Then there was the morning I came back from eating brunch in the dining hall to find an email from him, something about how he’d been thinking about me while riding on the bus to where he was stationed. His words were tender and only a little needy; I was touched by the gesture. He progressed to sending me text messages that startled my roommate awake at odd hours: 1:30 a.m., 3:15 a.m., 5:00 a.m.

He frequently bragged about being drunk over text and wrote long messages about being lonely and angry and insatiable. I read, replied, listened. I never told him to go away, even when the contact interfered with my social life on-campus, even when it became obvious that he was seeing someone else and hiding it from me.

I stopped seeing him, but I’d still answer if he called or wrote to me. Sometime during my sophomore year of college, he was pulled over and charged with driving while intoxicated. A first-time DWI conviction typically carries fines and requirements to attend alcohol awareness programs. If there were consequences, he never disclosed them to me. Instead, he railed against what he perceived to be the inherent unfairness of the situation. It had never occurred to him that he could be pulled over.

I worried, but he didn’t want me to worry -– he wanted me to agree that an injustice had been committed and that he was the real victim of the situation. I didn’t know what to say. The texts kept coming, but my responses trailed off.


By the time I was circling the parking lot of the police station, I had long since questioned the wisdom of reaching out for his company. And yet part of me still believed him when he claimed that the cop had overreacted. After all, he hadn’t been arrested. There seemed to be a lot of gaps in his story, but for as long as I’d known him, he was self-assured in his abilities as a driver, and he’d never been shy in the past about admitting when he had too much to drink.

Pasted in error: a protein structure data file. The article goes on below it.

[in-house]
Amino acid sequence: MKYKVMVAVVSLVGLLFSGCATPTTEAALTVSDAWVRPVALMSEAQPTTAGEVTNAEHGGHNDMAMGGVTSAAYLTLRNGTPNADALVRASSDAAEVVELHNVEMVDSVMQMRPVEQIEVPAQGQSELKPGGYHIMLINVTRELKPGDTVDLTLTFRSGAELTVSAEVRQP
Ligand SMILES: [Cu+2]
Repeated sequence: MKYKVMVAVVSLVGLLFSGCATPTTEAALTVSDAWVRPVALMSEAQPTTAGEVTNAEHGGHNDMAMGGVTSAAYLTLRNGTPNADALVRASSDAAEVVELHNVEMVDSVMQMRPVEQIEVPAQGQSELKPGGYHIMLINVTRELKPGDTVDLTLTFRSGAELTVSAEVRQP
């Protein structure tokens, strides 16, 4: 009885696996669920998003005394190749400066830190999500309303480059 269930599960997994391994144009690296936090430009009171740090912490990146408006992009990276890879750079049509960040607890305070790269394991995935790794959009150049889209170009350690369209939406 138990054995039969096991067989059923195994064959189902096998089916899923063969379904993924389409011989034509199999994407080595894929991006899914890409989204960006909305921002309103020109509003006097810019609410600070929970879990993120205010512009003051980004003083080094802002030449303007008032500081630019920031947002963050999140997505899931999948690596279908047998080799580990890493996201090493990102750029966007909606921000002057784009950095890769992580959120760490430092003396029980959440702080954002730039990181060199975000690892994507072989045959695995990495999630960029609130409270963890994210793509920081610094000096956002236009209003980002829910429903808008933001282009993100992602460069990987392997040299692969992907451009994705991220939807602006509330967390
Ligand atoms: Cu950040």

It took him a few minutes to find me and with each passing minute, my stomach lurched with a familiar sense of dread. He opened the door to the front seat of the passenger side and as soon as he had started talking, I smelled the beer on his breath. I knew the cop must have smelled it, too. I knew that the cop hadn’t been overreacting at all. If anything, he was getting off easier than most.

His words came at me in a flooded rush: He was sorry to have made me drive out so late and grateful that he didn’t have to take a cab. When the officer asked if he had been drinking, he said no and stuck to that story. He had refused a Breathalyzer because he said that was the smartest thing to do in the situation. The cop let him leave his car on the side of the highway and left him in the parking lot.

He was crowing with triumph. In his mind, what had transpired was a battle of wits and he was the victor.

Back at my house, he collapsed into my bed and when I lay down beside him, he tried to kiss me, but I wasn’t responding. I wanted him to pass out. I wanted to get him back to his car. But when he realized that nothing was going to happen between us in that bed, he started talking.

He was angry. He was angry at the girlfriend who’d broken up with him nearly a decade ago and furious that she had married someone else and especially outraged that she’d had a child with this man. He was angry that his friend had told his ex-girlfriend and I about each other. As he talked, he strayed from his usual script of self-pity and began to spin violent fantasies of the harm he would cause his former friend if they ever crossed paths again.

I knew that as long as he was in my house, I wouldn’t sleep. The hours crept by until it was finally morning and I could drive him to where his car had been left on the side of the road, unharmed. He was sullen and said that it was my fault for bringing up the topic of the ex-girlfriend and his former friend.

Then he hugged me and pressed his face into my hair. He wanted to be tender. He wanted to be soothed. I wanted him to get out of my car. The smell of his sweat -– the booze and cigarettes and testosterone –- clung to my skin and my clothes. In hindsight, I can see where my loneliness meshed with his, but that will never be enough of a reason to reach for him again.